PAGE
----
Have a lovely homeschool; have a lovely Christmas!
How are your Christmas preparations going? With the holiday in the air, how is your homeschool faring?
I have a friend from England who calls things *lovely*. If the day is going well, it is a *lovely day*. If she wishes you a merry Christmas, she says to have a *lovely Christmas*.
She also can use the word *lovely* in a sarcastic manner. An unfortunate mishap will earn the remark *LOVELY!*
Lovely Homeschool Days at Lovely Christmastime
We all have them: Lovely homeschool days when things go right and the house is at least somewhat decorated for Christmas. The children are nestled here and there reading, working out math problems, memorizing vocabulary words. Maybe we have Christmas music softly playing in the background and the promise of baking Christmas cookies during lunch break.
Once upon a time the shepherds had a lovely Christmas day. They were working their evening shift. Nestled here and there with the sheep. Then there was a lovely announcement from the angels and lovely Christmas music!
Messy-lovely Homeschool Days and Messy-lovely Christmastime
But truthfully, there are so many homeschool days during the holiday season when I’ve thought my English friend’s sarcastic *LOVELY!*
Those are the kind of messy-lovely homeschool days when one kid is being stubborn. (That week’s vocabulary word for stubborn was “obdurate” I think.) And that’s not all… Another one spills his milk and cereal on his math workbook. The other accidentally deletes his ebook from the desktop. There are remnants of yesterday’s craft project all over the living room floor. *Lovely, just lovely!* On days like this I get the honor of practicing the fruit of the spirit: Self-control.
I wonder how close Mary and Joseph came to feeling *LOVELY* when they arrived in Bethlehem exhausted, footsore, and travel-dirty from their long journey from Nazareth. I wonder how much Joseph had to practice self-control when he found there was no room at the inn. How wonderful that soon after not finding room in the inn, their Father God gave them a truly lovely Christmas in a quiet stable for the birth of Jesus.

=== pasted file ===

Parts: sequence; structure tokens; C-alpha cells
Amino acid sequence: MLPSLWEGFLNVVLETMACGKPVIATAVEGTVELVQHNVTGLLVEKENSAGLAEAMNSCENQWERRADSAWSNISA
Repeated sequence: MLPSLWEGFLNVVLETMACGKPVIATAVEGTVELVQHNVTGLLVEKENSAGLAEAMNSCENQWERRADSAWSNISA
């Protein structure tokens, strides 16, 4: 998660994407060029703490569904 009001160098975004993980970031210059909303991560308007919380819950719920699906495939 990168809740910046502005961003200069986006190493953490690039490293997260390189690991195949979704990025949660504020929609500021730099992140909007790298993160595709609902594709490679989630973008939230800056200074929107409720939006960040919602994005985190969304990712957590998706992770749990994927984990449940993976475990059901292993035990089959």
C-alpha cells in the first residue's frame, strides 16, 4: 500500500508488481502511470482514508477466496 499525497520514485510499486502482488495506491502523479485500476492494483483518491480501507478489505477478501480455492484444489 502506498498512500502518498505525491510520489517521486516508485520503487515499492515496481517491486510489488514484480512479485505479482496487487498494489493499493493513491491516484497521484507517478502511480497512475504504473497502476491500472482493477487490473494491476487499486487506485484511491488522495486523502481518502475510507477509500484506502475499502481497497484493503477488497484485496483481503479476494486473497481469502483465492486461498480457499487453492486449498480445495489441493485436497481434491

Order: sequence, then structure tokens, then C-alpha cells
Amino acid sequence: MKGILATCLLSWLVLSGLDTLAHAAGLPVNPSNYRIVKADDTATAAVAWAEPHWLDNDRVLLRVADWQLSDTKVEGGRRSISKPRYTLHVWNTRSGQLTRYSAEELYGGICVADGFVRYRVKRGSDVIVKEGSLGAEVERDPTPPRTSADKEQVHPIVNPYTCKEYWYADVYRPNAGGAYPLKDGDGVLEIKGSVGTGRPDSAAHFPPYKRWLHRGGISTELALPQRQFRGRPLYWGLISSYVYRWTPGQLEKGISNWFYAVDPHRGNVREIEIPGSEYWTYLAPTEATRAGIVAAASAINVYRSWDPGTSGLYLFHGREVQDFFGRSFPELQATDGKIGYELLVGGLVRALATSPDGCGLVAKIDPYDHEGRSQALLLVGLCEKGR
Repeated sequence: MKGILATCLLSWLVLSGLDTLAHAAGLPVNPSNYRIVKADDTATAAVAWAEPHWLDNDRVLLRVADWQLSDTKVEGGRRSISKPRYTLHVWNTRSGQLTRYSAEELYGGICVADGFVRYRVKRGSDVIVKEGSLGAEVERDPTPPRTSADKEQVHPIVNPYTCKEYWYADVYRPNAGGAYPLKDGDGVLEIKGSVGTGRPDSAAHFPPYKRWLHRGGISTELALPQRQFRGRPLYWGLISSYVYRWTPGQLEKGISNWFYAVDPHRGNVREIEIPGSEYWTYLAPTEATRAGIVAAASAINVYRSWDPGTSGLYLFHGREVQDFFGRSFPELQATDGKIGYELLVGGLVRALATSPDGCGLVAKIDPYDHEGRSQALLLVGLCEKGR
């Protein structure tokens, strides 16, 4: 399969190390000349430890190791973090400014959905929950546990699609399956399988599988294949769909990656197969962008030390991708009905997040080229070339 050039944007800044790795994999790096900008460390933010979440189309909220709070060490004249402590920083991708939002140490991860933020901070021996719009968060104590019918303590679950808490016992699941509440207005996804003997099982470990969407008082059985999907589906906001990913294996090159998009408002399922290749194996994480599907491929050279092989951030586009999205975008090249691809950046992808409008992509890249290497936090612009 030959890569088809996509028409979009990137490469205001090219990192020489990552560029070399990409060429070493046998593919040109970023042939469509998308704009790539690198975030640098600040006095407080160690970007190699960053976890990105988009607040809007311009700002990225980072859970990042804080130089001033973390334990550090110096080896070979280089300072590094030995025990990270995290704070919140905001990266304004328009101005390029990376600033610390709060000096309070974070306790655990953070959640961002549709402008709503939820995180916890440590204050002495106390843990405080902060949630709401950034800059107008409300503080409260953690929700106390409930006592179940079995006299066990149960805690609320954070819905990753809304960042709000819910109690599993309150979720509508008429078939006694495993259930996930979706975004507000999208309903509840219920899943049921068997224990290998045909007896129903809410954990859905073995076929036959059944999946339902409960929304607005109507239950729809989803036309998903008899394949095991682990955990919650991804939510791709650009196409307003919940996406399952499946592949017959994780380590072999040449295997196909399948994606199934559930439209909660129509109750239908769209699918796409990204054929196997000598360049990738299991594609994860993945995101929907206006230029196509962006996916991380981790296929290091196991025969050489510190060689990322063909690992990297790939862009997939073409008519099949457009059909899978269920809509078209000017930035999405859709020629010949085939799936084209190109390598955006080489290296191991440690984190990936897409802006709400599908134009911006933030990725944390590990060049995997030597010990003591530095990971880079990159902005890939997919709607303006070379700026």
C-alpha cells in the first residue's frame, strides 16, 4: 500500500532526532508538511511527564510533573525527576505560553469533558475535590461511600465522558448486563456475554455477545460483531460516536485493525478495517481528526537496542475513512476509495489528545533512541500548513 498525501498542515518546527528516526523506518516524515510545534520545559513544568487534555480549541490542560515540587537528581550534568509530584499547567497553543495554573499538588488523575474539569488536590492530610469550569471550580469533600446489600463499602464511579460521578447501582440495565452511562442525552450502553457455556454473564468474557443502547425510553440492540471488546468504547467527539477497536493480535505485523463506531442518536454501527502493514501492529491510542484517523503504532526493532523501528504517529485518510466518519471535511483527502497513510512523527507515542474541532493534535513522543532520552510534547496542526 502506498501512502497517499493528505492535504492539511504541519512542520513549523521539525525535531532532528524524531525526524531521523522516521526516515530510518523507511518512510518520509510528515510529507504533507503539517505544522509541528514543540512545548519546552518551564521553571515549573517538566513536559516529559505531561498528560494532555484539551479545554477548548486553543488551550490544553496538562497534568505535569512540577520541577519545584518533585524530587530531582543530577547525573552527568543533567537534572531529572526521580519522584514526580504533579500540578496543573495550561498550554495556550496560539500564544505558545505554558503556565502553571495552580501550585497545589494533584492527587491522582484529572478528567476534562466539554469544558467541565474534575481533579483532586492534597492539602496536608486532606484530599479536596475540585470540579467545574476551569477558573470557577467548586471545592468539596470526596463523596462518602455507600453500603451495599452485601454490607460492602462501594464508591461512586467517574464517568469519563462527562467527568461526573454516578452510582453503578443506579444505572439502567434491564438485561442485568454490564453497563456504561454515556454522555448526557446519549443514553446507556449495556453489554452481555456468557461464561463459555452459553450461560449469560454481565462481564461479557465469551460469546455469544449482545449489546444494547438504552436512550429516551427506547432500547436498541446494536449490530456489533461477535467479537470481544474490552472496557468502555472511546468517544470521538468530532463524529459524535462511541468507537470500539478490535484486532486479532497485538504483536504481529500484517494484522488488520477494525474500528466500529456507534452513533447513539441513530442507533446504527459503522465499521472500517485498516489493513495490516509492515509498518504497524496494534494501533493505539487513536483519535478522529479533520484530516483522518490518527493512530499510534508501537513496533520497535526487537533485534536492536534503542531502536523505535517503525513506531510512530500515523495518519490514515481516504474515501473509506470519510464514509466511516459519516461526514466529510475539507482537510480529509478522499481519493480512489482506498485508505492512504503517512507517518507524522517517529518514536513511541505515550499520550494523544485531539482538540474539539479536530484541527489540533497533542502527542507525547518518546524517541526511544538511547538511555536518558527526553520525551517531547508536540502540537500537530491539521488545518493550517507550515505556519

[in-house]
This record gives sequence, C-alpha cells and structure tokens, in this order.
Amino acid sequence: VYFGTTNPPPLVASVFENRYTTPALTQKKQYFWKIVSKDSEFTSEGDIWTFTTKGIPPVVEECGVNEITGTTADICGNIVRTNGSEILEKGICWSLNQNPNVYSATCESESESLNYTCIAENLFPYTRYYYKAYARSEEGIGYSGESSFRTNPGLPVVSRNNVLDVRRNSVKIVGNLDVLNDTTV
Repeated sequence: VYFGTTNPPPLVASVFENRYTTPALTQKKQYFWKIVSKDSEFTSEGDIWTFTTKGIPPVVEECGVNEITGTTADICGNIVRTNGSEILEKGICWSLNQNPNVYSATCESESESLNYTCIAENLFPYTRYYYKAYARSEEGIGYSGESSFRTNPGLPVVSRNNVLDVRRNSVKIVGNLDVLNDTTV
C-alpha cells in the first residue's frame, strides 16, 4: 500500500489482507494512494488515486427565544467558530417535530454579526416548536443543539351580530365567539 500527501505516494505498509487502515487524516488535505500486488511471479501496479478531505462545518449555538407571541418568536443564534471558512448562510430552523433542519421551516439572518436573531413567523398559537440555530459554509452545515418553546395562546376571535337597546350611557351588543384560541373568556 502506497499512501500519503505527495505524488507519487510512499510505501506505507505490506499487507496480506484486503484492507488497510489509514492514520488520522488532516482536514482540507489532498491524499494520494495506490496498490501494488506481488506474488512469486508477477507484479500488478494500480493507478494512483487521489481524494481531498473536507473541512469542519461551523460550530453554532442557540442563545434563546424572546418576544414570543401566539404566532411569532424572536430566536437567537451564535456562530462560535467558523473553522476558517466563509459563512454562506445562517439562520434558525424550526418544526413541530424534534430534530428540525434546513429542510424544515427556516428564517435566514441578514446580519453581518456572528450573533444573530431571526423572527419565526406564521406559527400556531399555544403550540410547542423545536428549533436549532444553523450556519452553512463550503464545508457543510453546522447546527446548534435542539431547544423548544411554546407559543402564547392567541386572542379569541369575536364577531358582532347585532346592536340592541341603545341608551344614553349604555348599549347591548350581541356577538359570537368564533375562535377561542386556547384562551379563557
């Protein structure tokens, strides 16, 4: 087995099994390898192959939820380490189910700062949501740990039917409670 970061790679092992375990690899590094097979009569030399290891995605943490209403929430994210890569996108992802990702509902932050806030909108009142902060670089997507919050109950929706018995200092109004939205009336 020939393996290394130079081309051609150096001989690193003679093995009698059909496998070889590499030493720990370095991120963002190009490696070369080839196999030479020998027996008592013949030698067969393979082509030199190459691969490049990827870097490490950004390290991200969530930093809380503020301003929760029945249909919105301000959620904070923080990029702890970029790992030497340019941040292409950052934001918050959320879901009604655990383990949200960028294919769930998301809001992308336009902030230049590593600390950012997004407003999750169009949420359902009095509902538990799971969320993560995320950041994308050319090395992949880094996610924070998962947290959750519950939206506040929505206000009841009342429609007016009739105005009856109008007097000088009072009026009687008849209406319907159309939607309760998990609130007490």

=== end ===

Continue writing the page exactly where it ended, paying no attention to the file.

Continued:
Healing and Redemption on *LOVELY* Days
God sent Jesus to us for healing and redemption.
When we have our family Advent wreath time, the kids share favorite prophetic verses from the Old Testament about the coming Messiah.
One of our favorites is Isaiah 53, especially verses 4-5 (when they were young, they didn’t memorize the longer passage).
Surely he hath borne our griefs and carried our sorrows; yet we did esteem him stricken, smitten of God, and afflicted.
But he was wounded for our transgressions, he was bruised for our iniquities: the chastisement of our peace was upon him; and with his stripes we are healed. (KJV)
God is in the healing and redemption business. Healing and redemption on lovely days that don’t feel lovely, those *messy-lovely* days that we have to practice self-control. After I’ve graciously (with God’s help and mercy) addressed the obdurate child, cleaned up the math workbook, and contacted the publisher of the deleted etext, I can shake it off and look for something good, something redemptive. It’s there.
From the moment of Jesus’s birth, there was healing and redemption…even down to redeeming a very tough day for Mary and Joseph. It was a lovely Christmas for them back then. It will be a lovely Christmas for us this year.